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Monthly Archives: October 2015

We had a huge crowd of parents who took time out of their work day to come and talk about how to manage their child’s anger. Sharon Williams, LCSW, one of the therapists helping with the workshop found this great story about managing outbursts in public. I got a chuckle from it and it also gives some valuable strategies for parents.

I hope you enjoy it as well and thanks to Sharon for finding this gem.
Cathi


We’ve all seen it. A child is in the grocery store, crying about a piece of candy, or other treat that they want and are not allowed to have. Perhaps you gave the mom a sympathetic look. Perhaps you wondered why Mom wasn’t doing anything about their annoying kid. If that annoying kid happens to be yours, you probably felt that flush of embarrassment and frustration that accompanies every public tantrum. In this fun story below, a man notices a mom handle her fussy daughter with such grace, he is compelled to follow them.

A man observed a woman in the grocery store with a three-year-old girl in her cart. As they passed the cookie section, the little girl asked for cookies and when her mother told her “no,” the little girl immediately began to whine and fuss. The mother said quietly, “Now Monica, we just have half of the aisles left to go through- don’t be upset. It won’t be long now.”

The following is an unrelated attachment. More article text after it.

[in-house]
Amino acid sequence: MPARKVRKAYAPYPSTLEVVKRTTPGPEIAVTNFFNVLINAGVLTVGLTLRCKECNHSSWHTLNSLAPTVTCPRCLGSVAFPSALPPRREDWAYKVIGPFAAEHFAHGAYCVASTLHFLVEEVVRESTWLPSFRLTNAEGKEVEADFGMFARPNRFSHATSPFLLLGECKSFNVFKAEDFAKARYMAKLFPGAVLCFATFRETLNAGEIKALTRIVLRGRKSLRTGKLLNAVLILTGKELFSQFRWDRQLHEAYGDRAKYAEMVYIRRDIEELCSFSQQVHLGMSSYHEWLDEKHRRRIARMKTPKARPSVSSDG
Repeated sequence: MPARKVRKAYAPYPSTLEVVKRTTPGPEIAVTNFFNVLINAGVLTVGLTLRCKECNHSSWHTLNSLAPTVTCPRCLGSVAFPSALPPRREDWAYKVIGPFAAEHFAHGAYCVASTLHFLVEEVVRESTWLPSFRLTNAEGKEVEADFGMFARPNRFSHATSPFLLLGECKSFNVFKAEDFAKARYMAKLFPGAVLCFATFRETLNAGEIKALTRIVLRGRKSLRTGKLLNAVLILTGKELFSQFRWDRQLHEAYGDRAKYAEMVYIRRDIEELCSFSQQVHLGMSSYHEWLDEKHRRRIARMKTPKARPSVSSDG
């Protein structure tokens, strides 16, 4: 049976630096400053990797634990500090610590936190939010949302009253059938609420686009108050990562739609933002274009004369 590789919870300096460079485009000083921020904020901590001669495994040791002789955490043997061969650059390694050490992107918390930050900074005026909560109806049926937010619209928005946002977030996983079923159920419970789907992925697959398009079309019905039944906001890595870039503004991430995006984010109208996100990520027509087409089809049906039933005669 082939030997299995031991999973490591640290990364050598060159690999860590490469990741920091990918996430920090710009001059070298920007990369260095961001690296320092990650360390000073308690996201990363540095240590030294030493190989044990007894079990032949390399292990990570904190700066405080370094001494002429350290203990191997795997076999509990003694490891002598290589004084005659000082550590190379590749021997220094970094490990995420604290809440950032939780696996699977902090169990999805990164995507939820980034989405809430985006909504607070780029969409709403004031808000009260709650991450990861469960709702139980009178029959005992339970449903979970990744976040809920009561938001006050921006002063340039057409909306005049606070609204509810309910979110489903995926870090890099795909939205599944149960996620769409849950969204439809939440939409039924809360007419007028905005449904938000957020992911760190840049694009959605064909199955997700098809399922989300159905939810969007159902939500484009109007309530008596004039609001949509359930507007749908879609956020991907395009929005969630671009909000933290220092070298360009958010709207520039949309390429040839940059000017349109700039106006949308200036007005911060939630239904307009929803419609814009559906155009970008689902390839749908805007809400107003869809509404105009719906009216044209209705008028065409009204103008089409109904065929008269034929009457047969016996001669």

Soon, they came to the candy aisle and the girl began to shout for candy. When told she couldn’t have any, she began to cry. The mother said, “There, there, Monica. Don’t cry. Only two more aisles to go and we’ll be checking out.”

When they got to the checkout stand, the little girl immediately began to clamor for gum and burst into a terrible tantrum upon discovering there’d be no gum purchased. The mother said serenely, “Monica, we’ll be through this checkout stand in 5 minutes. Then you can go home and have a nice nap.”

The man followed them out to the parking lot and stopped the woman to compliment her. “I couldn’t help noticing how patient you were with little Monica,” he began. The mother replied, “I”m Monica. My little girl’s name is Tammy.”

Anyone who has had children knows that tantrums are just a part of toddler growing pains. They are developing complex emotions but don’t yet have the words to express them. Moreover, they are becoming aware of themselves as individuals and are struggling to exercise that individualism by attempting to control various aspects of their lives. This manifests in tantrums over… just about anything. Unfortunately, knowing the psychological and developmental reasons behind the epic meltdown your toddler is having in the middle of a store does nothing to help you deal with it. Different parenting philosophies may suggest different tactics, but there is universal agreement that the best thing a parent can do is to remain calm. I loved this story because Monica’s words sound so familiar to my own internal monologue when my darling daughter is being less than darling. (I’ve also been known to pop a piece of chocolate if I can get away with it.)

Once you have managed to stay calm in the face of a screaming child, there are many ways to deal with the public tantrum itself.